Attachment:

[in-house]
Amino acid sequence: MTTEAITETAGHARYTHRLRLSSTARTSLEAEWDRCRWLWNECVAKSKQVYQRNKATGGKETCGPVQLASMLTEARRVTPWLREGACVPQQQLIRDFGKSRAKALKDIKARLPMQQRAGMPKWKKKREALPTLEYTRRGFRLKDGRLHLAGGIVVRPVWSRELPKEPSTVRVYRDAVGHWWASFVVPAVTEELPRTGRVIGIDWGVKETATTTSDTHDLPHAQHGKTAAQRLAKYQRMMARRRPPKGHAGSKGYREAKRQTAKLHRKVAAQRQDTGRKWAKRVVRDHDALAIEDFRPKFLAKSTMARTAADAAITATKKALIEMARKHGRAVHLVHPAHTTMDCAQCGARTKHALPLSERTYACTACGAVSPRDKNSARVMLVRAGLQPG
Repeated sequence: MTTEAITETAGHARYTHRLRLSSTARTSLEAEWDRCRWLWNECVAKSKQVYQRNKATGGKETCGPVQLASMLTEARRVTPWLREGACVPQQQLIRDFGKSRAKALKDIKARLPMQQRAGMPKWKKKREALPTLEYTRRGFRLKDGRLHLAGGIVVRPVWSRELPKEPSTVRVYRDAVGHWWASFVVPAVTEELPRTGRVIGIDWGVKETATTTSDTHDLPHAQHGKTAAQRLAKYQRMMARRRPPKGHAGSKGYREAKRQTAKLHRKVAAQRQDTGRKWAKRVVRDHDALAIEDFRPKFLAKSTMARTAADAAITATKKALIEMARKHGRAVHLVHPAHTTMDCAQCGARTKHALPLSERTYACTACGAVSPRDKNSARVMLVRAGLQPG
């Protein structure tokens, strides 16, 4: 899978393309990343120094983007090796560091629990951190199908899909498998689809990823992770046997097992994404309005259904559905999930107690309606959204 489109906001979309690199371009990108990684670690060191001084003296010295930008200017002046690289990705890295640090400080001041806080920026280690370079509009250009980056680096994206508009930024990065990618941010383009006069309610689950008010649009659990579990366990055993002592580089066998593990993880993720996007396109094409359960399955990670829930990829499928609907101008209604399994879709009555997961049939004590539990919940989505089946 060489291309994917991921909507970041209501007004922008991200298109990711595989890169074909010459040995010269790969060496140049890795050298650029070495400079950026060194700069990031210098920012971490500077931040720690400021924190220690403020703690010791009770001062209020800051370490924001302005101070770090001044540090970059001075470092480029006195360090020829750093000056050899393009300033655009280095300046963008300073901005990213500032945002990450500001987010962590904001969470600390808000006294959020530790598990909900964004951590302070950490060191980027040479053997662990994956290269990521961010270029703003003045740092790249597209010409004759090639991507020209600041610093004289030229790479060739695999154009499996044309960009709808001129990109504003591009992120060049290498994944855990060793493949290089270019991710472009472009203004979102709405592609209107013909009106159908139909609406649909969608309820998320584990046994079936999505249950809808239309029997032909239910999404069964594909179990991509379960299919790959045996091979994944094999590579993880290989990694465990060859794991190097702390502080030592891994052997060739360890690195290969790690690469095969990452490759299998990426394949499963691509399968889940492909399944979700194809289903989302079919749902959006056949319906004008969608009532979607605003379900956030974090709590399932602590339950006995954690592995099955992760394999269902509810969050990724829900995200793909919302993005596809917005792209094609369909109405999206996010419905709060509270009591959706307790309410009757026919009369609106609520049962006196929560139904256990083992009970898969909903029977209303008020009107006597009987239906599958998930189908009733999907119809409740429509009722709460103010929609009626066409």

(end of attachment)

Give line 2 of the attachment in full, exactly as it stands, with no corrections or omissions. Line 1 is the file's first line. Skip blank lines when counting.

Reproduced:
Amino acid sequence: MTTEAITETAGHARYTHRLRLSSTARTSLEAEWDRCRWLWNECVAKSKQVYQRNKATGGKETCGPVQLASMLTEARRVTPWLREGACVPQQQLIRDFGKSRAKALKDIKARLPMQQRAGMPKWKKKREALPTLEYTRRGFRLKDGRLHLAGGIVVRPVWSRELPKEPSTVRVYRDAVGHWWASFVVPAVTEELPRTGRVIGIDWGVKETATTTSDTHDLPHAQHGKTAAQRLAKYQRMMARRRPPKGHAGSKGYREAKRQTAKLHRKVAAQRQDTGRKWAKRVVRDHDALAIEDFRPKFLAKSTMARTAADAAITATKKALIEMARKHGRAVHLVHPAHTTMDCAQCGARTKHALPLSERTYACTACGAVSPRDKNSARVMLVRAGLQPG